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Having a singleton Logger class, I feel like writing Logger::GetInstance() everytime a print method is called is ugly. The only solution I can think of is #define. Is there anything better, or is this macro justified in this situation?

#include <iostream>
#include <fstream>

class Logger
{
public:

    static Logger& GetInstance();
    ~Logger();
    template <typename T>
    void   Print(const T &t);
    void   SetNewline(bool b);
    void   SetLogging(bool b);

private:

    Logger();
    Logger(const Logger&);
    void operator=(const Logger&);

    bool newline;
    bool log;
    std::ofstream file;
};

int main()
{
    #define logger Logger::GetInstance()
    logger.Print("Hello");
    //Logger::GetInstance().Print("Hello");
}
share|improve this question
    
Why do you #define the logger inside the main method? #define does not respect scopes. If you only want the logger available there, you can also do Logger& logger = Logger::GetInstance(). –  anderas Mar 6 at 16:47
    
have every object that needs to log, call GetInstance() in the constructor and store the reference? –  Graham Griffiths Mar 6 at 16:47
1  
A bit off-topic but I prefer to pass the Logger as an argument to any function that is in need of logging. The single point the logger is created would be the main function. I dislike globally availble modifiable state. –  Onur Mar 6 at 16:57
    
@Onur I'll think about that. There's a reason this is just my playground of made-up exercises, and I'm no systems designer yet... :) –  Innkeeper Mar 6 at 16:59
    
If you make the Logger class an interface (i.e. abstract) and pass as Reference/(Smart)Pointer you can easily mock the Logger for unit tests etc. You'll also have no lifetime issues (think of a case where another static singleton outlives the logger but want's to log something... –  Onur Mar 6 at 20:13

2 Answers 2

up vote 4 down vote accepted

Two alternatives to Cheers and hth. - Alf's answer:

You could give the logger a name, if you need it more than once in a scope:

Logger& logger = Logger::GetInstance();

// ...

logger.Print("Hello, world");

Or you could make the logging methods static as well:

static void Logger::Print(const T &t) {
   Logger::GetInstance().Print(t);
}

and then call them statically:

Logger::Print("Hello world!");

You could argue that for the client it should not matter if there actually is an instance or not - the constructor is private so they can't create their own instance anyway. So whether the static methods create an instance or not should be none of their concern. In this case, having a public method called GetInstance actually exposes irrelevant implementation details.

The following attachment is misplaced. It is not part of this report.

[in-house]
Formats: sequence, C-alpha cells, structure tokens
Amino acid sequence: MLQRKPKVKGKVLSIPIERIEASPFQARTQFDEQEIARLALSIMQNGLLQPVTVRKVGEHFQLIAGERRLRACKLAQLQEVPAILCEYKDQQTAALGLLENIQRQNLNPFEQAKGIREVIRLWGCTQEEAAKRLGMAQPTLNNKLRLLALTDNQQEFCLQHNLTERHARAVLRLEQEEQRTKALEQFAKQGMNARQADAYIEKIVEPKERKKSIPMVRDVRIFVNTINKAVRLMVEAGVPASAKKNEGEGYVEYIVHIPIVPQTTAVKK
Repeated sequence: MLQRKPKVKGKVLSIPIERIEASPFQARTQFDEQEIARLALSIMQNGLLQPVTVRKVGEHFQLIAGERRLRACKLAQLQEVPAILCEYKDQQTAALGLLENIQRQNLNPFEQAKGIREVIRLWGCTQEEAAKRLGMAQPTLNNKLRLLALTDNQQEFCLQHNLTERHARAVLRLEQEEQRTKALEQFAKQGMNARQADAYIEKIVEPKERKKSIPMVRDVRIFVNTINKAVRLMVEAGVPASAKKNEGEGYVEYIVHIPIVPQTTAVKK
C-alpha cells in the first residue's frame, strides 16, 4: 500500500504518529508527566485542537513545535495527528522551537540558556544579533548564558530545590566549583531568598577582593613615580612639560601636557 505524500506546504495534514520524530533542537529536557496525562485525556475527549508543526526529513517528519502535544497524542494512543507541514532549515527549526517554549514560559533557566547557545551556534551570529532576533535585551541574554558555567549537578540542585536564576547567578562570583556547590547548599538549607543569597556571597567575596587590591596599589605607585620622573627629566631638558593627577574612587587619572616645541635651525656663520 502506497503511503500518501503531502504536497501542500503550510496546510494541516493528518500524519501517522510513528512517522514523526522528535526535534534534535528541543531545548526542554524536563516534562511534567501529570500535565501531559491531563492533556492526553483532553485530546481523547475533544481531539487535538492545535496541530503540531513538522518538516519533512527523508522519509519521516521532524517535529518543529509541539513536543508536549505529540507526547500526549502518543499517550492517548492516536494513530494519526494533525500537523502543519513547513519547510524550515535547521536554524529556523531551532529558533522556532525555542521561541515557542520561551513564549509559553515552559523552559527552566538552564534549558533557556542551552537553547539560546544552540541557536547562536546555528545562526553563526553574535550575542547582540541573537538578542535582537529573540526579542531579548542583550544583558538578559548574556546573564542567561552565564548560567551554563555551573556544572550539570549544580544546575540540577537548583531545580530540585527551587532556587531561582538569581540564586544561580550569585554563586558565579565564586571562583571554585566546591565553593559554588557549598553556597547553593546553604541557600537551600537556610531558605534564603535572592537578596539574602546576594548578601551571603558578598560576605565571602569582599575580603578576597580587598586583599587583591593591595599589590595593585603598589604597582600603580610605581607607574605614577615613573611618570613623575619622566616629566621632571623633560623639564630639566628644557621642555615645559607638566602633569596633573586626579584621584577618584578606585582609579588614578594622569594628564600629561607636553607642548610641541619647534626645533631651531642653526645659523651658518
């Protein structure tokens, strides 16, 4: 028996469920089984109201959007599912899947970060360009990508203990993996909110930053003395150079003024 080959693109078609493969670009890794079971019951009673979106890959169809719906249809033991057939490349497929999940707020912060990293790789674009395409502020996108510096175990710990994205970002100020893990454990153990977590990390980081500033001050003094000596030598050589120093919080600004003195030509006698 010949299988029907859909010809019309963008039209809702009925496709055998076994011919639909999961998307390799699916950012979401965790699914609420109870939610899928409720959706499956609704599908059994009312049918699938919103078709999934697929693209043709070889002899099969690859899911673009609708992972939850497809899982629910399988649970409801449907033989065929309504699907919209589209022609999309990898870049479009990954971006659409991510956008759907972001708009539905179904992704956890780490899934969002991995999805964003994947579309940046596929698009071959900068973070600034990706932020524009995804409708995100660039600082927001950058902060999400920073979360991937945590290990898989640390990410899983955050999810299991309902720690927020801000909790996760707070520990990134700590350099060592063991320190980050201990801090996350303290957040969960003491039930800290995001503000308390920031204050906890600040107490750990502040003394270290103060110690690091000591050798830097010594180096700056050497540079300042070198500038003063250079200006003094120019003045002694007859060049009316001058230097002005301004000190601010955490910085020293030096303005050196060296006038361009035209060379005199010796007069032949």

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the static Print method approach is the best one of all proposed so far. –  Onur Mar 6 at 16:54
    
Wow. Storing the reference didn't even occur to me, I immediatly thought, okay, can't have an assignment here. That's quite clear then, thank you. –  Innkeeper Mar 6 at 16:56
    
@Onur Yeah, as I'm thinking about this, is there any situation, where you have a singleton class, but you can't have it's methods static? –  Innkeeper Mar 6 at 16:57
    
If you're willing to create a singleton class in the first place, I don't see why it could not have a static interface. [..] The rest of this comment became a bit long, so I added it to the answer instead. –  CompuChip Mar 6 at 17:03
    
@Innkeeper You can always have a static only interface since the only data involved is accessible via a static method. –  Onur Mar 6 at 20:15

note, since you're apparently defining a macro "locally", that macros do not respect scopes.

why not just define a function instead of a macro:

inline
auto logger() -> Logger& { return Logger::GetInstance(); }

then you can write just

logger().Print( "Hello" );
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1  
+1, but why the trailing return type? I don't think it serves a purpose here. –  Angew Mar 6 at 16:49
    
i use that as a single and unified function declaration syntax. why use more than one syntax? –  Cheers and hth. - Alf Mar 6 at 16:49
    
inline Logger& logger {...} for C++ before 0x... –  anderas Mar 6 at 16:50
    
Hm, yeah, better, but still the function calling syntax. Yes, I know macros don't respect scopes, I just put it there for the question to be clear. –  Innkeeper Mar 6 at 16:50
    
@angew Agree. If no type deduction required, that is totally unnecessary. –  texasbruce Mar 6 at 18:47

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